Written by Evgeniy Satanovskiy; Originally appeared at VPK, translated by J.Hawk exclusively for SouthFront
Washington’s declaration of withdrawal from the Iran nuclear deal, which is something that President Trump threatened to do for a fairly long time, and the exchange of strikes between Iran and Israel, have become the focus of attention of the international media.
Incidentally, what’s typical is that in spite of the possibility of escalation, a big Iran-Israel war, and especially a direct clash in Syria between the US and Russia and even US and Iran, are far from inevitable. An analysis of events suggests restraint on part of all concerned. It’s no accident Iran fired not on the internationally recognized territory of Israel but the Golan Heights which nobody in the world officially considers part of Israel. And even then only military facilities were struck.
At the same time, the Tehran-Jerusalem conflict is far from exhausted, and it may evolve in several unpredictable directions. This includes the struggle for power and resources within the Iranian elite, where the military and security officials are openly opposed to President Rouhani’s people. As far as the US violation of the Iran deal is concerned, Trump inflicted severe damage on “Atlantic solidarity.” It can’t be ruled out that his main goal was to subordinate NATO allies to Washington and undermine the EU’s economic potential, both of which are unacceptable to European capitals.
The smoldering Iran-Israel confrontation in the meantime entered an active phase. On early morning of May 10, Al-Quds units launched rockets at military sites on Gola heights. This event followed weeks of gradual escalation of Israeli attacks against Iranian positions in Syria, including the May 9 strike on a supposed IRGC-linked facility in southern suburbs of Damascus. The initial Iranian and Syrian volley which consisted, according to the IDF, of at least 20 rockets, provoked a retaliation against targets in western Syria including around Damascus. IDF press service announced that it struck dozens of Al-Quds sites in Syria. They included Iranian intelligence units controlled by Al-Quds, its headquarters, military and logistical facilities, an Iranian military camp north of Damascus, Al-Quds weapons storage in the Damascus international airport, information systems linked to Al-Quds, outposts and observation points in the buffer zone. An Iranian launcher unleashing rockets against Israel was hit. Israeli aircraft also attacked Syrian air defense units which opened fire in spite of warnings.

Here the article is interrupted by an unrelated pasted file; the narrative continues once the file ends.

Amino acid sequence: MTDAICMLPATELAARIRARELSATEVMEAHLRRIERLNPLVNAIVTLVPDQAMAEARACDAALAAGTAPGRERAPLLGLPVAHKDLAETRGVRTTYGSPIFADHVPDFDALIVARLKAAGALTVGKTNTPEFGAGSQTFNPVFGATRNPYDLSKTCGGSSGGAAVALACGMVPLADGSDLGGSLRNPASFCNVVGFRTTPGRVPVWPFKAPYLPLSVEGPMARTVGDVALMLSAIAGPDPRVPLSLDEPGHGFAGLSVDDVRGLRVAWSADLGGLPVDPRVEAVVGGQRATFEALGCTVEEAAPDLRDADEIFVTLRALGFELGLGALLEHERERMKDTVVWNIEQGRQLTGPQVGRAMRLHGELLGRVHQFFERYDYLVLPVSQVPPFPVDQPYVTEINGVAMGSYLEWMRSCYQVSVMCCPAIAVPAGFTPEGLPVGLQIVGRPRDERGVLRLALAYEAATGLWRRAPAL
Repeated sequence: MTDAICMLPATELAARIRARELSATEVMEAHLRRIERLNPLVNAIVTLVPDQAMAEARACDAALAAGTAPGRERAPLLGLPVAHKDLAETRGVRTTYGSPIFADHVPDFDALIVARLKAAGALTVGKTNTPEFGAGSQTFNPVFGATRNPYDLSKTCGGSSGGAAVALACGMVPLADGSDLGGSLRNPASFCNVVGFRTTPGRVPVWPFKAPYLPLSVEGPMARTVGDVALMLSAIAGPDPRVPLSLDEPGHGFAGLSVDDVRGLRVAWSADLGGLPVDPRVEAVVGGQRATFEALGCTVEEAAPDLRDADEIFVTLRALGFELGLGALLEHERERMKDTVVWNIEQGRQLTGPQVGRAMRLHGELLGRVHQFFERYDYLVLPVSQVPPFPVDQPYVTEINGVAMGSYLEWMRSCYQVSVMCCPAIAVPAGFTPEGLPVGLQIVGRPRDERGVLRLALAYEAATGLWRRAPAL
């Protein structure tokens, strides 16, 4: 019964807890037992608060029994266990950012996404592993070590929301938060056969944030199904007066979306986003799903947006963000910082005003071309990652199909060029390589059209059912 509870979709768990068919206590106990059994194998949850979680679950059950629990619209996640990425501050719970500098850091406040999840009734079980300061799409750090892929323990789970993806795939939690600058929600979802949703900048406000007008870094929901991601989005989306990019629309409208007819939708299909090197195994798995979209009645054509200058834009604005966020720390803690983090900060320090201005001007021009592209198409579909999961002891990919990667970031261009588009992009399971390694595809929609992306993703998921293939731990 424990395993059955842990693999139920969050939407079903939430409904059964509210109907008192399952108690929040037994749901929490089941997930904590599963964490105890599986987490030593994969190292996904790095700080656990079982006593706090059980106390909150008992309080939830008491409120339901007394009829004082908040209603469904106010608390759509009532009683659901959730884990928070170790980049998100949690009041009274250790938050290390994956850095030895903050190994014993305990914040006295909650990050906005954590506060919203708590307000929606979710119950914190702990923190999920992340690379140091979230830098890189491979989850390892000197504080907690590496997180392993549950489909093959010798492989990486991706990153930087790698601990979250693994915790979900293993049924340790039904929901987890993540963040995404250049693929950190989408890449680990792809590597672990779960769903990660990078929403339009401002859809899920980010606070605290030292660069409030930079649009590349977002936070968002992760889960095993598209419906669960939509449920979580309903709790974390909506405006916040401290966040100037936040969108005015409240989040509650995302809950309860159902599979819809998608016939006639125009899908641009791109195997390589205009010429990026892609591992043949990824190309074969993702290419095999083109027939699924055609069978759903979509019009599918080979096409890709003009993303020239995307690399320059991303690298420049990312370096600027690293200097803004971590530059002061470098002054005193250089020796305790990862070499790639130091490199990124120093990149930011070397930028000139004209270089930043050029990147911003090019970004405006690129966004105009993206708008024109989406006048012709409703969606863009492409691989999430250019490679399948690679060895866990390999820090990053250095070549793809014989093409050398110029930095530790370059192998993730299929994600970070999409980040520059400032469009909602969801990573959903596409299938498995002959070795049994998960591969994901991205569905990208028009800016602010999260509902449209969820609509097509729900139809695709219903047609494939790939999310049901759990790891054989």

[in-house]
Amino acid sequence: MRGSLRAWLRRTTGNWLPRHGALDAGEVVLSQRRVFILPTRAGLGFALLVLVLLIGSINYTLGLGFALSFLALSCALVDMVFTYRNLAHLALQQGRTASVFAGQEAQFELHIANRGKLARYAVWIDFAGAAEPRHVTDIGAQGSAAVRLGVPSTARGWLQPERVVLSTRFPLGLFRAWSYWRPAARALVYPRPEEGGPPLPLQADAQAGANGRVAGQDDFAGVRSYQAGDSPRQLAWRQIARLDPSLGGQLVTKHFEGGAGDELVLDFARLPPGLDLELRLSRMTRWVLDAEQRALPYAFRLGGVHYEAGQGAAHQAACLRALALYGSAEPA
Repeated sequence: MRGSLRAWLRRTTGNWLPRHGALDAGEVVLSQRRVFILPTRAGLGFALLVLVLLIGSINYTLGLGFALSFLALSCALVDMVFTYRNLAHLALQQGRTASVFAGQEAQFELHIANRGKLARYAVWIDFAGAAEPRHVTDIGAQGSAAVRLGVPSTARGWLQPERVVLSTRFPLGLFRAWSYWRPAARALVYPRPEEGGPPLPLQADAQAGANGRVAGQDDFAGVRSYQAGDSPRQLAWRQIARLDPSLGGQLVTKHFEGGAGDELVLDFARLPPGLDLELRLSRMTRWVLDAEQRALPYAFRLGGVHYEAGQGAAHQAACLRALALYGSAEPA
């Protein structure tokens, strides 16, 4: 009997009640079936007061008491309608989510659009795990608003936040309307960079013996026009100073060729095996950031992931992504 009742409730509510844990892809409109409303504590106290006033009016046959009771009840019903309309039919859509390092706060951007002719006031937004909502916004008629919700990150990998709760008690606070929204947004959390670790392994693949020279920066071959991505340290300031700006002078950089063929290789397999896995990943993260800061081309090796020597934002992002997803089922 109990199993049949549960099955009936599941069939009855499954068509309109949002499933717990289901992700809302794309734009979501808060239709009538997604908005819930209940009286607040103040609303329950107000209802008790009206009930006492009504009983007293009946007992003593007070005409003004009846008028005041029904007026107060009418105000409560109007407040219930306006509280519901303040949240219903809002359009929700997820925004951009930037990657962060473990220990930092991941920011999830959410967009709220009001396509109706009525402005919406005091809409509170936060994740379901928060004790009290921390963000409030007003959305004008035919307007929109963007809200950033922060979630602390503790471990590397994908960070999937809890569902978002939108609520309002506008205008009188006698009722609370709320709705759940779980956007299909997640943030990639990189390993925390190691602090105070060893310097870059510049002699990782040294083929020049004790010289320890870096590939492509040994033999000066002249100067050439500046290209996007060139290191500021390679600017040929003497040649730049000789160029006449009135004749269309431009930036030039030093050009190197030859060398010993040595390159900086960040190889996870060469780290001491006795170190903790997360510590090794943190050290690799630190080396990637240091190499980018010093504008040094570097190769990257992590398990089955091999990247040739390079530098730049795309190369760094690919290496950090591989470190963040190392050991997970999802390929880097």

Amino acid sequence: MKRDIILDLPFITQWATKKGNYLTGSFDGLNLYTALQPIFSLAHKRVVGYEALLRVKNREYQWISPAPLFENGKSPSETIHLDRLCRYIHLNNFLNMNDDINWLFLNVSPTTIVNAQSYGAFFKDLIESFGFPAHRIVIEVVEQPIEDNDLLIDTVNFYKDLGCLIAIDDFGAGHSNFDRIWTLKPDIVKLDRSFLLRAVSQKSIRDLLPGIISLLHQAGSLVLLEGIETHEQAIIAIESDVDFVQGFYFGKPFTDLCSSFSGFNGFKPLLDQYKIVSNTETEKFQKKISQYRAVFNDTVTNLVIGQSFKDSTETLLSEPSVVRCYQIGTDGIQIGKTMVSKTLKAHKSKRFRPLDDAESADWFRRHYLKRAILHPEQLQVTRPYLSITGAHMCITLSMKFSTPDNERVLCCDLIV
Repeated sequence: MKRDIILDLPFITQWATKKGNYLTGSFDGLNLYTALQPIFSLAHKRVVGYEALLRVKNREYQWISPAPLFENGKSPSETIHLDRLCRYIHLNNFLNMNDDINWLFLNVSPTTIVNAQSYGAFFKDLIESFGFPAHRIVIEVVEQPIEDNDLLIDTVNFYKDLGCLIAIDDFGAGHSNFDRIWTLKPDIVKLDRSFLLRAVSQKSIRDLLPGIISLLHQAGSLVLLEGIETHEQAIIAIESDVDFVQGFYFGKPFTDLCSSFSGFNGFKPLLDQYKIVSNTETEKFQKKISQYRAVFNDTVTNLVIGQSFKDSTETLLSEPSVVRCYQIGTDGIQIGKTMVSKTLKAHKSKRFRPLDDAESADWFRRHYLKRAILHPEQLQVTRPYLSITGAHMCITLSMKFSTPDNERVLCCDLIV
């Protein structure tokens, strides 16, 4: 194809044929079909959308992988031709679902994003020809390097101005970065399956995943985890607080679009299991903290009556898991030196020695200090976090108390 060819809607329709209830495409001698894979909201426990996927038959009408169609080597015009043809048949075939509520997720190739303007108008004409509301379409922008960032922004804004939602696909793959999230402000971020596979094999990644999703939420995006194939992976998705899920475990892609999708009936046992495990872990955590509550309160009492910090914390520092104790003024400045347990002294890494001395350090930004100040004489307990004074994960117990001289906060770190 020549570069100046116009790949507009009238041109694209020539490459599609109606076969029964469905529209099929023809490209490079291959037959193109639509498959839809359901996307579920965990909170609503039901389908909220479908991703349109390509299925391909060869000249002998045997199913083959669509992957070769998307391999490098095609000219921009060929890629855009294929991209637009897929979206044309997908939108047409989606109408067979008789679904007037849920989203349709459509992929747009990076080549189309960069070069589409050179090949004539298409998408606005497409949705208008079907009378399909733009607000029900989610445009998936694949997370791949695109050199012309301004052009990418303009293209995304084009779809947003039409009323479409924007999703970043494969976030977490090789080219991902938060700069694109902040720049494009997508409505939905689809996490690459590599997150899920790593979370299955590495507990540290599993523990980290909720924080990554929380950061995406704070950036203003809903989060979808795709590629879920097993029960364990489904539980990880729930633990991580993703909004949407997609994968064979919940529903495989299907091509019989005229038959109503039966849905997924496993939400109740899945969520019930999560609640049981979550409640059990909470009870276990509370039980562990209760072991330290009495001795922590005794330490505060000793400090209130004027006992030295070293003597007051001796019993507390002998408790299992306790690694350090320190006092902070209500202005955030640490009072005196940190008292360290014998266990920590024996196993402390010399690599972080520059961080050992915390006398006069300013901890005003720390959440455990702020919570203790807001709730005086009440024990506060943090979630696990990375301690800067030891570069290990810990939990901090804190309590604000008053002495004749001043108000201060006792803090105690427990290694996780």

US intelligence sources state that Israeli aircraft operated over the Lebanese airspace to minimize losses. IDF announced some Iranian rockets were intercepted by Iron Dome. Iranians delivered a significant response to the constant Iranian attacks, and that fact by itself means a new phase of the Syria war which is now additionally complicated by the Jerusalem-Tehran conflict. Moreover, Israel brought its forces on the Golan into full readiness some three days earlier, and the preparations included restoring bomb shelters there.
Prime Minister’s Reconnaissance
Israel’s PM Netanyahu arrived in Moscow with the clear goal of ascertaining Russia’s position and the degree of its military involvement in the Iran-Israel confrontation in Syria. The main issue were Moscow’s efforts to modernize Syria’s air defenses which would greatly complicate future Israeli airstrikes and Russia’s ability to deter Iran from future rocket strikes. But this kind of mediation is only possible if Israel were to abandon preventive airstrikes, which it’s not about to do. But if Iranian rocket strikes are repeated, it might mean an IDF land operation on Israel’s northern borders, leading to the possibility of a direct clash with Iranians and Lebanese.
On the other hand, Netanyahu’s very visit to Moscow for the Victory Day, him walking by the side of President Vladimir Putin as part of the Immortal Regiment, was supposed to demonstrate the “closeness of positions.” It was a signal to both Iran and the United States. PM’s departure abroad, while his country was in full battle readiness due to the expected Iranian strike would have appeared odd if the Israeli leadership expected a serious war. However, the missile exchange was predictable. Right up until this latest escalation, both Israeli and US sources emphasized the growing likelihood of an Iranian military response. Tehran increased shipments of weapons and equipment to Syria, and warned more than once that Israeli strikes on its positions in Syria would not go unanswered.
Even so, Iran is inclined to avoid a big war with Israel, particularly since it’s trying to strengthen its positions in Syria and preserve the strength of its own forces. Its most important priority is completing the suppression of anti-Assad enclaves in the central and southern parts of Syria which would shift the center of gravity of operations not toward Israel but toward Idlib and the regions east of Euphrates. That’s where the question of Saudi presence in Syria will be decided, which is a more important priority for Iran, given its efforts to establish the “Shia Crescent”, than the Israeli sector. Jerusalem is also not interested in a prolonged armed conflict with Tehran.
The Bomb and Rocket Show